Harry Potter and the Deathly Hallows

SPOILER! How Is the Final Book Like a Sitcom?
New books dissected over email.
July 25 2007 3:58 PM

Harry Potter and the Deathly Hallows

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Illustration by Charlie Powell. Click image to expand.

Dear Dan and Polly,

Ah, yes: the epilogue. Time for more gripes.

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I understand that Rowling—who has had two children in the last four years—is all about the tiny rug rats these days. But to reduce this epic series, full of chaos and destiny and choices made in an instant that affect future generations, to a family sitcom—According to Harry? <shudder>—seems like a monumental waste. I was less bothered by the absence of some supporting characters than I was by the vanillafication of the characters we've come to love and respect. I mean no offense to suburban parents when I say this, but: Did we really go through all this just to see Harry, Ron, and Hermione take up residence on a cul-de-sac?

Rowling could have taken a number of more interesting directions, but let's start with the one you suggest, Dan: What does everybody do for a living? Would Harry be an Auror or a professor or just some washed-up celebrity who hawks used brooms? (Think of him like a retired athlete, to the wizard world what John Elway is to Denver.) I've always thought Hermione would make a fascinating minister of magic; here she seems like a Quidditch mom. It doesn't feel like Rowling elected not to answer these questions; it feels like she didn't even think to ask them. The general message of the epilogue seems to be: Your skills as a warrior against the Dark Lord are best used in escorting your children to school.

Which reminds me of another sad omission: Some of my favorite sections in earlier books described how the wizard world occasionally seeps into the Muggle world. Remember when the Tony Blair-esque British prime minister was visited by a mysterious wizard who warned of magical threats to humans? (That was during the stretch when Rowling dabbled in political commentary.) In this book, Kingsley Shacklebolt briefly consults with another Muggle prime minister. But on the whole, the humans are left out of the fun. (I did enjoy the brief warm moment for Dudley Dursley, who reminds me of about half the guys I went to high school with.) I always wished Rowling would work more human-wizard interaction into the series; surely, some half-blood Hogwarts student's parents would have leaked Hogwarts' existence to a Rupert Murdoch rag.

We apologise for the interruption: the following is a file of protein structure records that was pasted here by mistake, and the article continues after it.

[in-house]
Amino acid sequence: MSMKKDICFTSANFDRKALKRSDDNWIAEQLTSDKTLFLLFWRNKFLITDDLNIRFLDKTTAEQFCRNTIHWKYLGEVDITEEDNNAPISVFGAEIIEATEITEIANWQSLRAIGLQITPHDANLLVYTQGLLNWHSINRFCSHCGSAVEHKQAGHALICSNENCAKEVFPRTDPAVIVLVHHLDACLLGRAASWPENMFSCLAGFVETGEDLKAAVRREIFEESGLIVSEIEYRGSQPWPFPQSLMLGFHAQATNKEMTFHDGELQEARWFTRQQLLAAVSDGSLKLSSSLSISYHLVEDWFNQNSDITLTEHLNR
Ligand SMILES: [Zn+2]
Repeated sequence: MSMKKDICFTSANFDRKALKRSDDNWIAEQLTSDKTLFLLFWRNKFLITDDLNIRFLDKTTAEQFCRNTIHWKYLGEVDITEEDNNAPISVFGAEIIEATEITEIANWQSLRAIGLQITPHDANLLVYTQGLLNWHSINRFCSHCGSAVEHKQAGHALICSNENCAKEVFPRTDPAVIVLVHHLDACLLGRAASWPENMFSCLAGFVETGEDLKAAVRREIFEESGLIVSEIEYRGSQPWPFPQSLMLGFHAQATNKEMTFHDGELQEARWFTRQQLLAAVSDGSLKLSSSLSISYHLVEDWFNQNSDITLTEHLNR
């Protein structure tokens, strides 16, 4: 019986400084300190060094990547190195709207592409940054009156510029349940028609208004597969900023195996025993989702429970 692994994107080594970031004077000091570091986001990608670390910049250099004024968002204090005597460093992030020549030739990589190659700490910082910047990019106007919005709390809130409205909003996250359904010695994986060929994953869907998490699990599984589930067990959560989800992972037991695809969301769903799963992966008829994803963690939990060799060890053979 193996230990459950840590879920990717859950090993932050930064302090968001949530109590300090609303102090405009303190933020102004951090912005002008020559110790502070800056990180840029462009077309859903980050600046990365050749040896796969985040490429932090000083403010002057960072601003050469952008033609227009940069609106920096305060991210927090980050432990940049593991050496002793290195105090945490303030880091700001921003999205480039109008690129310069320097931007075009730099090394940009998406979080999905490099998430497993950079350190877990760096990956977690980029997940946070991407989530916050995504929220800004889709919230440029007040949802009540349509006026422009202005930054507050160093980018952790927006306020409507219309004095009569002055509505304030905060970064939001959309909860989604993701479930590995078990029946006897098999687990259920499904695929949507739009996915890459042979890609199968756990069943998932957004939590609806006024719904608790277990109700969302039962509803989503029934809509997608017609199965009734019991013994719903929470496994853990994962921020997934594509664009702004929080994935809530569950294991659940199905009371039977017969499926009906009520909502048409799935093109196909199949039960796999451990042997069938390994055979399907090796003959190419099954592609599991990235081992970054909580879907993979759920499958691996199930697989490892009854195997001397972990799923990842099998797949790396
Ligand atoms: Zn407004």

MAGIC KID SEZ: "THEY TURNED ME INTO A TOAD!"

You can't tell me Rita Skeeter wouldn't be hired in a second. She would have done wonders with Princess Di.

Anyway, the epilogue really did depress me a bit, and not just because it seems to slam the door on a sequel (unless, of course, that sequel chronicles 19 years of upwardly mobile wizards gentrifying Hogsmeade). It's one thing to read "And They All Lived Happily Ever After." It's another to see it in such bland detail. Apparently, living happily ever after means nothing exciting happening for 19 years. Surely, some sort of crisis occurred. It couldn't have just been two decades of suburban bliss, right? Otherwise, I suppose we should be pleased we missed Volume 8, Harry Potter and the Soggy Bloomin' Onion.

Yours in urban decay,
Will

Will Leitch is a senior writer for Sports on Earth and a contributing editor at New York magazine.

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